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The Utah Jazz Are Forcing Opponents' Hands: Downbeat #1787

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More fallout (not Fallout) from the Utah Jazz's narrow loss to the undefeated Warriors on Monday night. A look at why the Jazz will make the playoffs, if they do. Solid representation on the latest League Pass recommendations. And Rudy Gobert ethering more Twitter trolls. It's your Wednesday Downbeat, and it's about to get funky.

Russ Isabella-USA TODAY Sports

More fallout (not Fallout) from the Utah Jazz's narrow loss to the undefeated Warriors on Monday night. A look at why the Jazz will make the playoffs, if they do. Solid representation on the latest League Pass recommendations. And Rudy Gobert ethering more Twitter trolls. It's your Wednesday Downbeat, and it's about to get funky.

A lot of ink has been spilled (that is fancy writer-person talk which means people have written a lot) over the Jazz's 106-103 loss to the Warriors on Monday night. Most of it focused on Golden State's undeniably impressive 19-0 record, and their ability to win when they didn't play particularly well. But an underreported angle was how the Jazz forced the Warriors to play their game, rather than trying to run with the champs. Here's ESPN's Ethan Sherwood Strauss on how Utah's game plan was only thwarted by Draymond Green's late rebound of Rodney Hood's missed 3-pointer:

Utah played well and forced the Warriors to play Jazz basketball. In the end, it wasn't enough, because the Warriors had Curry and Green. [...] The Warriors molded themselves to Utah's style, not the other way around. Walton indicated it would have been different with a healthy Barnes, but on this day, Utah forced Golden State to adjust.

That was an accomplishment for the Jazz, just not one that resulted in tangible reward. On this night, when that reward was in variance, Green snatched it up.

Obviously, there are lots of factors at play in any given win or loss, and I'm not one for moral victories. The loss stung. But if there's anything positive to take away, it's the knowledge that the Jazz have something unique enough that it forces teams to adjust to them, not the other way around. And not every team will be as good as the Warriors at making that adjustment. It's cold comfort, but it's a little encouraging.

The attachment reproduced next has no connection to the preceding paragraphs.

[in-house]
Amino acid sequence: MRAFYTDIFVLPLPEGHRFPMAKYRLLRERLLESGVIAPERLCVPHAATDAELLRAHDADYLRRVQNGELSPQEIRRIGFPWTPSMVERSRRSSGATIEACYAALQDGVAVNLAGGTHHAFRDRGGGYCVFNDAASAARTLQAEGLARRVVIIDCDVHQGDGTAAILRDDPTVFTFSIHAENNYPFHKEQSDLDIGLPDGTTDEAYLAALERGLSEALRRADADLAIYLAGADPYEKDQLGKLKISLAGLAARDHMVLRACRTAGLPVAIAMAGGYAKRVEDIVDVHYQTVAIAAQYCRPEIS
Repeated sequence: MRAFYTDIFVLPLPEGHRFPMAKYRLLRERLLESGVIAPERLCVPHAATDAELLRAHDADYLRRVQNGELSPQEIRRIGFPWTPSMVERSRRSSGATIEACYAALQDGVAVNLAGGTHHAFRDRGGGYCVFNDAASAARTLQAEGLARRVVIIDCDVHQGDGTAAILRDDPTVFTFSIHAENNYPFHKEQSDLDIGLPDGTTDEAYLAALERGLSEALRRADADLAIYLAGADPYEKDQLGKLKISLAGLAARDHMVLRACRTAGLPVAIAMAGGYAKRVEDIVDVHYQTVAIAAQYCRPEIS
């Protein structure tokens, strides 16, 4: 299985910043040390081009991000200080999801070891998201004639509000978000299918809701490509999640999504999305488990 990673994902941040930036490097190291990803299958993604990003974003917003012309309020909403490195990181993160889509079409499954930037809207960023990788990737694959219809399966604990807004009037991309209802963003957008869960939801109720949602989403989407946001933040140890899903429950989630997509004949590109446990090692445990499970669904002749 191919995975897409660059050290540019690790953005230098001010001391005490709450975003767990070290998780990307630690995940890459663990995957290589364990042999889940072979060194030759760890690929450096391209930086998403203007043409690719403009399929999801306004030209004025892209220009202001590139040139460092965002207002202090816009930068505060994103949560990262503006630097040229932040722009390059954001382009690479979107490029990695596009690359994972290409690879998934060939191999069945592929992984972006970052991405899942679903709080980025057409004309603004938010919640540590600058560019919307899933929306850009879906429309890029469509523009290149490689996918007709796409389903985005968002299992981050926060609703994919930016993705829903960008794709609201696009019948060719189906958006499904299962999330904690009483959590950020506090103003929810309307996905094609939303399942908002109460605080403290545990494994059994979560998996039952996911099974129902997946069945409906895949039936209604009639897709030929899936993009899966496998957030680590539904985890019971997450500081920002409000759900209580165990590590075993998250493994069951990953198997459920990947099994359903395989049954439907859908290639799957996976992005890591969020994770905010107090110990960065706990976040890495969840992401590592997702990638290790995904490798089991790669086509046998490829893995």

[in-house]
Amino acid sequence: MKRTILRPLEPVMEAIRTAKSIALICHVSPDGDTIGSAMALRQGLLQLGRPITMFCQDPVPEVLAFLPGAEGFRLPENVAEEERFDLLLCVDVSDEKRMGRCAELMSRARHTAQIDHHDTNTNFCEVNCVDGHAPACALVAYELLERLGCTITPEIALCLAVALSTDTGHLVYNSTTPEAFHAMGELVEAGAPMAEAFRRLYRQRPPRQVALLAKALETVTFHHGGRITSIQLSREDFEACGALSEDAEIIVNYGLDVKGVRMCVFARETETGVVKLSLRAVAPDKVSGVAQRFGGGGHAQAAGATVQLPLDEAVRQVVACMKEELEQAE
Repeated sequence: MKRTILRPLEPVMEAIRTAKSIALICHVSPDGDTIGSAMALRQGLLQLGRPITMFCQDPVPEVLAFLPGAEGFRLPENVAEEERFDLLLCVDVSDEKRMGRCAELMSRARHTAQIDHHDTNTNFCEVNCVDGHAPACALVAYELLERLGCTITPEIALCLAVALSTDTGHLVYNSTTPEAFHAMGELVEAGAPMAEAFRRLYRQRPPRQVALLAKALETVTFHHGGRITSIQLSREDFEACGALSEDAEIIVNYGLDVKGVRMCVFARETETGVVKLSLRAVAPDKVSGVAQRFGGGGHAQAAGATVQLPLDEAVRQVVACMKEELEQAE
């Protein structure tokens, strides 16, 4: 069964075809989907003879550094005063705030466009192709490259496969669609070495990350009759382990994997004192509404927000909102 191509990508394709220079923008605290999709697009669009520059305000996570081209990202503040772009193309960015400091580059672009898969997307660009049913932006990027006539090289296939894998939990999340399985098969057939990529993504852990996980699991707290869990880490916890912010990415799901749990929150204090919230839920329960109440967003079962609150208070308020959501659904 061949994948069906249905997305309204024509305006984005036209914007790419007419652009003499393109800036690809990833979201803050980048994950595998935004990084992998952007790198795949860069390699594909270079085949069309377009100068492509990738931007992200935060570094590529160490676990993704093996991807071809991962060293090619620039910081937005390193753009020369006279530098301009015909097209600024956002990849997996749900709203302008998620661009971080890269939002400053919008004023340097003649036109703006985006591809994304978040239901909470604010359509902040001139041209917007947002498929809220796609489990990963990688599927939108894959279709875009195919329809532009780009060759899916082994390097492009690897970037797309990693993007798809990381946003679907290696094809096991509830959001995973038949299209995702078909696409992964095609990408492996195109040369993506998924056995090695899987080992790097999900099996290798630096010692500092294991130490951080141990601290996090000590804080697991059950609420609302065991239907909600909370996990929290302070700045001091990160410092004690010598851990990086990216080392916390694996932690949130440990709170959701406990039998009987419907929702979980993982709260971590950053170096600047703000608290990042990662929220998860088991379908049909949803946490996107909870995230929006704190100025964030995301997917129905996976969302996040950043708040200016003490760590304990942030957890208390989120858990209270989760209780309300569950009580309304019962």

If that doesn't work, just do what I do.

Whatever the name on the exterior, the Jazz's home court has always been a difficult place to play, if not quite the imposing venue of Stockton-to-Malone's apex. But KSL's Ben Anderson says that, if the Jazz are to make the playoffs this season, it will be based on their play away from Home Smart Home:

Currently the Jazz have won a perfect 50 percent of their games at home, 50 percent on the road, and it appears to have little to do with the quality of opponent. Of the six games the Jazz have played at home, four of the opponents, or 66 percent would make the playoffs if they started today. Of the 10 teams the Jazz have played on the road, 60 percent would be in the current playoff picture.

If the Jazz are to maintain their .500 winning percentage on the road, they'd finish with either 20, or 21 road victories on the season, a feat they've accomplished only twice since the retirement of Stockton and Malone. It was last completed in 2010 when the Jazz finished with a 21-20 road record. The Jazz made the playoffs both seasons.

It's optimistic to assume the Jazz will hit that .500 mark on the road, but it's also a safe bet that they'll win more than half their home games. November was a brutal month, but there's reason to believe maybe this month will be better than the last.

It is 2015 and I just made a Counting Crows reference and I don't care what you think of me.

(but seriously I'm old)

You know what's not old? This piping-hot, VERY SCIENTIFIC projection FanPost from its_computers:

these rankings take performance and strength of schedule into account in some, probably convoluted, way. the teams with the easiest schedules so far are GSW, SAS, CLE, DAL, and ORL. the teams with the toughest schedules so far are NOP, CHI, PHI, WAS, and MEM. the Jazz have the 7th toughest schedule so far. keep in mind that i don't have any clue what i'm doing when i calculate strength of schedule.

More FanPosts, please!

Nylon Calculus has published its NBA League Pass schedule recommendations for December, and the Jazz are well represented, even if they're not on national TV:

I'm admittedly weirded out, however, by the bizarre mishmash of current and out-of-date logos featured in the graphic above. The baby-blue Jazz mark jumps out, obviously, but the teal-and-horse-era Pistons, the Vancouver-era Grizzlies, and the rainbow-tequila-sunrise Nuggets also feature prominently. Odd.

Twitter is kind of the worst. Rudy Gobert ethering fools on Twitter is kind of the best.